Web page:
This 7-year, multi-site implementation project is funded by the Social Science and Humanities Research Council of Canada (SSHRC), Partnership Grants competition. Through community-based research design and implementation we aim to address an urgent priority of providing access and receipt of services among women and youth affected by violence who experience the worst severity in terms of types, duration, frequency and impact of violence for their lives.

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2018

An Inter-provincial comparison of innovative programs that help individuals and families affected by life-limiting chronic illnesses navigate end-of-life

Dr. Kelli Stajduhar is working with a team of researchers across Canada including PI R. Urquart (NS), and Co-Is K. Pfaff (ON), G. Johnston (NS), B. Lawson (NS), C. Tschupruk (NS), and G. Warner (NS). MSFHR has contributed matched-funding to support the CIHR Strategy for Patient-Oriented Research funding.

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2018

Translating research into practice: Investigating the impact of Alzheimer's disease diagnostics in Canada (IMPACT-AD)

Early and accurate diagnosis of Alzheimer’s disease is critical as timely access to health care and community services has the potential to slow disease progression and improve quality of life. Current approaches for diagnosis rely on traditional imaging tests and observation of the signs and symptoms of the disease. Adding the measure of proteins found in cerebrospinal fluid (biomarkers) has been shown to help correctly identify the disease and predict those with mild symptoms that are likely to progress to dementia; however, such testing is not readily available in Canada.

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2017

Supporting integration through primary health care teams: A comparative policy analysis across four Canadian provinces

MSFHR is contributing match-funding towards Dr. Nelly Oelke’s research, awarded through SPOR Networks in Primary and Integrated Health Care Innovations – Provincial/ Territorial Comparative Program and Policy grant. Dr. Oelke is undertaking this pan-Canadian project across four provinces (BC, AB, ON, and QC) with a team of researchers including the following PIs: S. Montesanti (AB), S. Johnston (ON), and M. Breton (QC).

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Year: 
2018

Cultural agility in Northern BC's healthcare system: Increasing Indigenous employment participation and responsiveness to Indigenous well-being

Primary Investigator Dr. Sarah de Leeuw and Co-Investigator Dr. Margo Greenwood, together with northern and provincial partners, lead a five-year, 1.3 million research project focused on further enhancement of Indigenous health and the healthcare climate in northern BC.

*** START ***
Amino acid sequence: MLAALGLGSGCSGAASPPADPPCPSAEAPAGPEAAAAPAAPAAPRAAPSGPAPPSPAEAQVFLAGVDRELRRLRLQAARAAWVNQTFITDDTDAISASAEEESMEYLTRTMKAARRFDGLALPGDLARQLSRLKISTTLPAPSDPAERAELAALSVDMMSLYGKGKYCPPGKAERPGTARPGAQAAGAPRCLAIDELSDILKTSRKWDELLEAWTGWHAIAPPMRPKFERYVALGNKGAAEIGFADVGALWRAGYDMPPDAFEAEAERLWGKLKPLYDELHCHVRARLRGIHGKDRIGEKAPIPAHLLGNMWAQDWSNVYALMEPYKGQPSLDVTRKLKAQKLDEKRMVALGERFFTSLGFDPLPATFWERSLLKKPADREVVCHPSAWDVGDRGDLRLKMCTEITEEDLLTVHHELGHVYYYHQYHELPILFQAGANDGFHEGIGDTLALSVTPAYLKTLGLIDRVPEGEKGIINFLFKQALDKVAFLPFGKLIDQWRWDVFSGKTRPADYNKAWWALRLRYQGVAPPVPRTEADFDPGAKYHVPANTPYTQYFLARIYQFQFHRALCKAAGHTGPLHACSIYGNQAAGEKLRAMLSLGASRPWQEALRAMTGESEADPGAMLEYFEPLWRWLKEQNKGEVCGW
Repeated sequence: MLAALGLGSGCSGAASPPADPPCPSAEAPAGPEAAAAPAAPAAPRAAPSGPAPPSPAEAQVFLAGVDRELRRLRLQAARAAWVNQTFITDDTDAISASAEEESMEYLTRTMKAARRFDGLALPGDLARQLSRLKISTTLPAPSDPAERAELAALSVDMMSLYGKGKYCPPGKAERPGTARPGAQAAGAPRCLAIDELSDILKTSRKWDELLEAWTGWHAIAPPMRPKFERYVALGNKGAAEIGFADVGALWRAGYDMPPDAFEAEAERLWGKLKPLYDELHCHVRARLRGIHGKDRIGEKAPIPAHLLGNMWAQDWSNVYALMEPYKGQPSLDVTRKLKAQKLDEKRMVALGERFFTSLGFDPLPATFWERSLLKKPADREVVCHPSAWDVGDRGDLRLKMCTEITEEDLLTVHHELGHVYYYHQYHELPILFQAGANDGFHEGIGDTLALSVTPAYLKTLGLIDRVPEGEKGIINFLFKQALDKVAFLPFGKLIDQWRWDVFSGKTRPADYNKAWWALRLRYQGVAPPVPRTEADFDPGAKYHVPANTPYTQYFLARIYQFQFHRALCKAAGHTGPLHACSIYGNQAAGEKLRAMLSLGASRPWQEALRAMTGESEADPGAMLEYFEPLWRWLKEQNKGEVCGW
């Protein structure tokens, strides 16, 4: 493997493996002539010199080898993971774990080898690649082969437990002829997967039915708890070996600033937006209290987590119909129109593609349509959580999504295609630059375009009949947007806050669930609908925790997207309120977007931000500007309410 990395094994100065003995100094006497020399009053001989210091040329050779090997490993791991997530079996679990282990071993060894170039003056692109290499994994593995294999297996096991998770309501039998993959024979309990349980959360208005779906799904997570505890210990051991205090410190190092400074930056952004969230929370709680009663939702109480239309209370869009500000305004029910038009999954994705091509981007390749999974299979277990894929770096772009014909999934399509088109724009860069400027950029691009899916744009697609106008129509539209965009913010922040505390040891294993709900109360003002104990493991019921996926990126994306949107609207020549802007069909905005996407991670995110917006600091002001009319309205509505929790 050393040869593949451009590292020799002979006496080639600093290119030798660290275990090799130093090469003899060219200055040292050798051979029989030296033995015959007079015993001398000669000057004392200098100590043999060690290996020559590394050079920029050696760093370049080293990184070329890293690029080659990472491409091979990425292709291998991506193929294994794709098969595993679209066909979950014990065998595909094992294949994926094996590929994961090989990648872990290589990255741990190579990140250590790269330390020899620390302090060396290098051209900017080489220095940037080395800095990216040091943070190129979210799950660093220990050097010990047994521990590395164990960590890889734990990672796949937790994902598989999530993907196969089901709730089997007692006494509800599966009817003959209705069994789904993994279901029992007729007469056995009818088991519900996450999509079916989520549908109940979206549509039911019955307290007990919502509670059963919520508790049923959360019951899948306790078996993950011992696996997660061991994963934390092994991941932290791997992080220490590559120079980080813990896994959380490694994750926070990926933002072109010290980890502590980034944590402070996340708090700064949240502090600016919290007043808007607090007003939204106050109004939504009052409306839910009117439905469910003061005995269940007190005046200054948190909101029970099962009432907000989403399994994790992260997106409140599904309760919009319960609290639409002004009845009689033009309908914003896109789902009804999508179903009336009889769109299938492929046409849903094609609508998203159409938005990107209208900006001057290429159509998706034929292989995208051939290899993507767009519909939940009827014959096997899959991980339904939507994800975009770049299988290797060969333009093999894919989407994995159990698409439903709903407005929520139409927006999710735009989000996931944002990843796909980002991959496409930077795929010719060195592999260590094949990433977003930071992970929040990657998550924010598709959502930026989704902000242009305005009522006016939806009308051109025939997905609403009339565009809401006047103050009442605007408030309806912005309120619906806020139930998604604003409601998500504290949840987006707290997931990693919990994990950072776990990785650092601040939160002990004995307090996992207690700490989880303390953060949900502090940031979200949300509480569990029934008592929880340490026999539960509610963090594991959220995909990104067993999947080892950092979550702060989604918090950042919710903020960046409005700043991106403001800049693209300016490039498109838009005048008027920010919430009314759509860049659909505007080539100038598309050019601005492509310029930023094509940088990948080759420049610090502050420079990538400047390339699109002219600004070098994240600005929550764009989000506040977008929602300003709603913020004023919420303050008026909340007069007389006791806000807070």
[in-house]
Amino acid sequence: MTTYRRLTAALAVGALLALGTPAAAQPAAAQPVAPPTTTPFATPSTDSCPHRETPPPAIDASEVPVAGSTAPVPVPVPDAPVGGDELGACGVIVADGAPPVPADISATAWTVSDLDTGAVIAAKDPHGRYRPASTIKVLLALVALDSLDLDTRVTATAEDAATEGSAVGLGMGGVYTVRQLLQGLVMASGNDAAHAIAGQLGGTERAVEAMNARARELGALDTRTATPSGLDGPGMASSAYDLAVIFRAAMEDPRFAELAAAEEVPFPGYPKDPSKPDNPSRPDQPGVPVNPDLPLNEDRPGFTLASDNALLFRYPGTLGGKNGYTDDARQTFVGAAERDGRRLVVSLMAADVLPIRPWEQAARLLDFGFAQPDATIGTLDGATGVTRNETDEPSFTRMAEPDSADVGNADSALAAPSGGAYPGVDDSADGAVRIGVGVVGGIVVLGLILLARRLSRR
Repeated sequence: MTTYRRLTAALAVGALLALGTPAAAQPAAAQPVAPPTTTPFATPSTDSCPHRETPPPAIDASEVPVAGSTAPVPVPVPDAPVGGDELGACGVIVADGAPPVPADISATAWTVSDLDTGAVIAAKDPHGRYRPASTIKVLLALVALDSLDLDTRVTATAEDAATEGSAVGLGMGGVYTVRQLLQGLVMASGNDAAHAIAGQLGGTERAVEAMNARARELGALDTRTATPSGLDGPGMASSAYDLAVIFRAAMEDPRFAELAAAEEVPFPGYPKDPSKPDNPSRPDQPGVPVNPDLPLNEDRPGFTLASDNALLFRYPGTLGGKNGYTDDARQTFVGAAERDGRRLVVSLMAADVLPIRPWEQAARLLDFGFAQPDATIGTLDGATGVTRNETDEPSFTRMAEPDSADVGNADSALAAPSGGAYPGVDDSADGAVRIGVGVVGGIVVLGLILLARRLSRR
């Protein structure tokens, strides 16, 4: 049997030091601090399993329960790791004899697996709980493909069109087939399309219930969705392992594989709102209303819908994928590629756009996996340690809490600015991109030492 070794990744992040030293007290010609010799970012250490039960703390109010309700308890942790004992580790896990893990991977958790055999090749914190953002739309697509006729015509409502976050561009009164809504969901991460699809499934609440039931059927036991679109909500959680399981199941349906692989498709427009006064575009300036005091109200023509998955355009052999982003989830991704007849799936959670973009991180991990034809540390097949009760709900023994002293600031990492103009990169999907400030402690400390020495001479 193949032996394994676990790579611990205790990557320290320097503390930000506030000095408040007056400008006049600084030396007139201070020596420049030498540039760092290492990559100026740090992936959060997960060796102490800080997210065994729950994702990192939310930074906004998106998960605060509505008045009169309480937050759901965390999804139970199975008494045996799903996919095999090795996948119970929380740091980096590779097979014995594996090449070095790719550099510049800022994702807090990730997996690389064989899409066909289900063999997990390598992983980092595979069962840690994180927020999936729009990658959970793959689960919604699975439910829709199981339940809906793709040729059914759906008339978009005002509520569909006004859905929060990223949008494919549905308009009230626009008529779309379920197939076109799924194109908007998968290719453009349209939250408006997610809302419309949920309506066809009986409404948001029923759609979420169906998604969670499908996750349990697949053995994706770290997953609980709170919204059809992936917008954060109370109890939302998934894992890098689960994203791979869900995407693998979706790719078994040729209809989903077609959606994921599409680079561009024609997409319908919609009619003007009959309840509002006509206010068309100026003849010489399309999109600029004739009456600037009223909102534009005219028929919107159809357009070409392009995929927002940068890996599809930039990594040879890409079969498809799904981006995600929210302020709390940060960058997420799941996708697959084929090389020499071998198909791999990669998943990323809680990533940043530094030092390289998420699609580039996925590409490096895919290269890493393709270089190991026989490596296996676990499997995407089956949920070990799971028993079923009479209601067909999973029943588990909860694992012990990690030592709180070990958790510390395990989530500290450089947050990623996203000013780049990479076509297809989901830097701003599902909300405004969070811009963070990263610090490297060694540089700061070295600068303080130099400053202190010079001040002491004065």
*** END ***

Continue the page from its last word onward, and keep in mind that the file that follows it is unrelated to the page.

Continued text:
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2018

Targeting amyloid propagation in Alzheimer disease: Structures, immunology and extracellular vesicle topology

Dr. Neil Cashman is one of five BC researchers supported through the British Columbia Alzheimer’s Research Award. Established in 2013 by the Michael Smith Foundation for Health Research (MSFHR), Genome British Columbia (Genome BC), The Pacific Alzheimer Research Foundation (PARF) and Brain Canada, the goal of the $7.5 million fund is to discover the causes of and seek innovative treatments for Alzheimer’s disease and related dementias.

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2013

Propagated protein misfolding of SOD1 in ALS: Exemplar for neurodegeneration

MSFHR supported Dr. Neil Cashman’s award as one of two interprovincial teams from across Canada funded through Brain Canada’s Multi-Investigator Research Initiative (MIRI) in 2013. The MIRI supports the research of multidisciplinary teams and aims to accelerate novel and transformative research that will fundamentally change the understanding of nervous system function and dysfunction and its impact on health. MSFHR committed funding over three years to support the work of Cashman’s BC-based research activities and research led by fellow MIRI recipient Dr.

Primary Investigator: 
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Year: 
2013

Integrating paramedics into primary care to optimize patient time in the community at end of life

MSFHR is providing matching funds to support Drs. Sabrina Wong and Jennifer Kryworuchko’s BC-based research as part of the Canadian Institutes of Health Research (CIHR) Strategy for Patient-Oriented Research (SPOR) Network in Primary and Integrated Health Care Innovation (PIHCI) initiative. The multi-province research team was funded through a SPOR PIHCI Provincial/Territorial Comparative Program and Policy Analysis Grant. MSFR is also supporting Dr. Kimberlyn McGrail’s PIHCI Comparative Program and Policy Analysis grant.

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Year: 
2016